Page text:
PETALING JAYA: A former federal minister has revealed that he faced significant backlash from “language defenders” when proposing fully fledged English-medium schools in the country.
Abdul Rahman Dahlan told FMT that he was labelled “unpatriotic” for suggesting English-medium schools.
“When I was a minister, I proposed fully fledged English schools, but I faced backlash from language defenders.
“This is why we are lagging behind. Everything is politicised, and they even questioned my patriotism,” he said without revealing the identity of his detractors.
Last month, in a Facebook post, Rahman renewed calls for the government to re-establish English-medium schools which were present in Sabah before the switch to Bahasa Melayu in 1982.
He asserted that Sabahans face challenges competing with fellow Malaysians as well as globally due to their insufficient grasp of English.
Rahman highlighted a provision in the state’s constitution designating English as an alternative language for official communication, adding that English-medium schools should be an alternative for parents who want their children to attain English proficiency.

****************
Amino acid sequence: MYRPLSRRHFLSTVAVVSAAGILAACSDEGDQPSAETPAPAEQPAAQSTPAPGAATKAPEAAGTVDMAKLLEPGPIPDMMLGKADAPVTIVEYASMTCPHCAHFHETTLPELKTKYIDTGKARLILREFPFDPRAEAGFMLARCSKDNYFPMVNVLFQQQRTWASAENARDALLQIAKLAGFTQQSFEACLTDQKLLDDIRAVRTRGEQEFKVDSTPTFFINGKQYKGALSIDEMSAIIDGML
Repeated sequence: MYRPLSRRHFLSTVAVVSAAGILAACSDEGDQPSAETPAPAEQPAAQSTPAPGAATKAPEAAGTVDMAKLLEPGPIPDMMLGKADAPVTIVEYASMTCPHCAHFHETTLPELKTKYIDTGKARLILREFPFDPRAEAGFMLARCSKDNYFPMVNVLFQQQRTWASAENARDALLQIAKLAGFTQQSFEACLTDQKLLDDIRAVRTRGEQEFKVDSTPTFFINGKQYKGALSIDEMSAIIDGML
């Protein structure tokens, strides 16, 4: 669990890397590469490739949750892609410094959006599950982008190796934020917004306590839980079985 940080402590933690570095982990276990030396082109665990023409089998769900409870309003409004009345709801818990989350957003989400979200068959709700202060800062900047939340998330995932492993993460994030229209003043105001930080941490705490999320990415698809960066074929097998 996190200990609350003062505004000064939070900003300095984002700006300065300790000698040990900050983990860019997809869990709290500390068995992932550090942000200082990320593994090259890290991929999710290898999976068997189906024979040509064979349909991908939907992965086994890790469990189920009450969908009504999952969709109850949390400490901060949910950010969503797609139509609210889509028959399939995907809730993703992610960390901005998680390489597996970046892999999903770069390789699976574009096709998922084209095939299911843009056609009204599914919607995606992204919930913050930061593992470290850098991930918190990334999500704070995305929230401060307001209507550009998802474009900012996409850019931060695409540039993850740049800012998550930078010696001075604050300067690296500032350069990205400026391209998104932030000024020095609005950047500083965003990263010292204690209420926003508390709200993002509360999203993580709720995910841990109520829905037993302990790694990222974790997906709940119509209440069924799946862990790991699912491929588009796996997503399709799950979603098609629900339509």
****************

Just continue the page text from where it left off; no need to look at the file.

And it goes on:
He said he intended to cultivate a society proficient in both Malay and English, offering added value for citizens in the competitive world, as the majority of information on the internet and the sharing of knowledge worldwide is predominantly in English.
“I’m not suggesting an English-medium school for every Malay school. I propose that for every 10 to 20 Malay schools, there should be one or two English-medium schools.
“Implement it first in Sabah and Sarawak, as there is no opposition to the idea in these regions,” he added.